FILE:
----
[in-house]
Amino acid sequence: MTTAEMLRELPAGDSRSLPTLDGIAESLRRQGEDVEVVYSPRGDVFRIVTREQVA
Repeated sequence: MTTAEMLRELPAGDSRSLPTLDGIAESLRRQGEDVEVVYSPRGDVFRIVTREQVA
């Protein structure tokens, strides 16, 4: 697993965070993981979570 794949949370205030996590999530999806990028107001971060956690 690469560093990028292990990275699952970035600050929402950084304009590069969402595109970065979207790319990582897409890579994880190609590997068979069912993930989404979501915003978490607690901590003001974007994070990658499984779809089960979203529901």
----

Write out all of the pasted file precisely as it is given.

[in-house]
Amino acid sequence: MTTAEMLRELPAGDSRSLPTLDGIAESLRRQGEDVEVVYSPRGDVFRIVTREQVA
Repeated sequence: MTTAEMLRELPAGDSRSLPTLDGIAESLRRQGEDVEVVYSPRGDVFRIVTREQVA
């Protein structure tokens, strides 16, 4: 697993965070993981979570 794949949370205030996590999530999806990028107001971060956690 690469560093990028292990990275699952970035600050929402950084304009590069969402595109970065979207790319990582897409890579994880190609590997068979069912993930989404979501915003978490607690901590003001974007994070990658499984779809089960979203529901």